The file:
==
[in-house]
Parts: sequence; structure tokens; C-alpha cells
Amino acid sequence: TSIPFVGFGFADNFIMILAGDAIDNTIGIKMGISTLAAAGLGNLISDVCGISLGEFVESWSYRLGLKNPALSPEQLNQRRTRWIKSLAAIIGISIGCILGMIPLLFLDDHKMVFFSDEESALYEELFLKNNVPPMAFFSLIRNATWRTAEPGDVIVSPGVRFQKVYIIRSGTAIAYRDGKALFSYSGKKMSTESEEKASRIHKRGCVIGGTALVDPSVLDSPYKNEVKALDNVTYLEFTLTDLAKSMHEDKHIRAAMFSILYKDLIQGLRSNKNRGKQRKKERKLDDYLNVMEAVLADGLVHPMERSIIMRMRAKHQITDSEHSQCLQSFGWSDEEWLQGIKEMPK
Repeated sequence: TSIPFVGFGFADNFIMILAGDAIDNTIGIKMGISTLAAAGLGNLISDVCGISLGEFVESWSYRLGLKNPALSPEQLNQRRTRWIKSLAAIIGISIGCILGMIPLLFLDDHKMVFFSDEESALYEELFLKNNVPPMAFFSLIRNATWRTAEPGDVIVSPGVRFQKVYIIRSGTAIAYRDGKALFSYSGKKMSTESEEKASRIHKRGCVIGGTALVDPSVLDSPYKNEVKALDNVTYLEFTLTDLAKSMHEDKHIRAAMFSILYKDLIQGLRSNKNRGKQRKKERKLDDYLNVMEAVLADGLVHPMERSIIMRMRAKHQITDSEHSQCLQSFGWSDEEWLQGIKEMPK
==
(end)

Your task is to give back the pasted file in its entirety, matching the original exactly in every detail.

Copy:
[in-house]
Parts: sequence; structure tokens; C-alpha cells
Amino acid sequence: TSIPFVGFGFADNFIMILAGDAIDNTIGIKMGISTLAAAGLGNLISDVCGISLGEFVESWSYRLGLKNPALSPEQLNQRRTRWIKSLAAIIGISIGCILGMIPLLFLDDHKMVFFSDEESALYEELFLKNNVPPMAFFSLIRNATWRTAEPGDVIVSPGVRFQKVYIIRSGTAIAYRDGKALFSYSGKKMSTESEEKASRIHKRGCVIGGTALVDPSVLDSPYKNEVKALDNVTYLEFTLTDLAKSMHEDKHIRAAMFSILYKDLIQGLRSNKNRGKQRKKERKLDDYLNVMEAVLADGLVHPMERSIIMRMRAKHQITDSEHSQCLQSFGWSDEEWLQGIKEMPK
Repeated sequence: TSIPFVGFGFADNFIMILAGDAIDNTIGIKMGISTLAAAGLGNLISDVCGISLGEFVESWSYRLGLKNPALSPEQLNQRRTRWIKSLAAIIGISIGCILGMIPLLFLDDHKMVFFSDEESALYEELFLKNNVPPMAFFSLIRNATWRTAEPGDVIVSPGVRFQKVYIIRSGTAIAYRDGKALFSYSGKKMSTESEEKASRIHKRGCVIGGTALVDPSVLDSPYKNEVKALDNVTYLEFTLTDLAKSMHEDKHIRAAMFSILYKDLIQGLRSNKNRGKQRKKERKLDDYLNVMEAVLADGLVHPMERSIIMRMRAKHQITDSEHSQCLQSFGWSDEEWLQGIKEMPK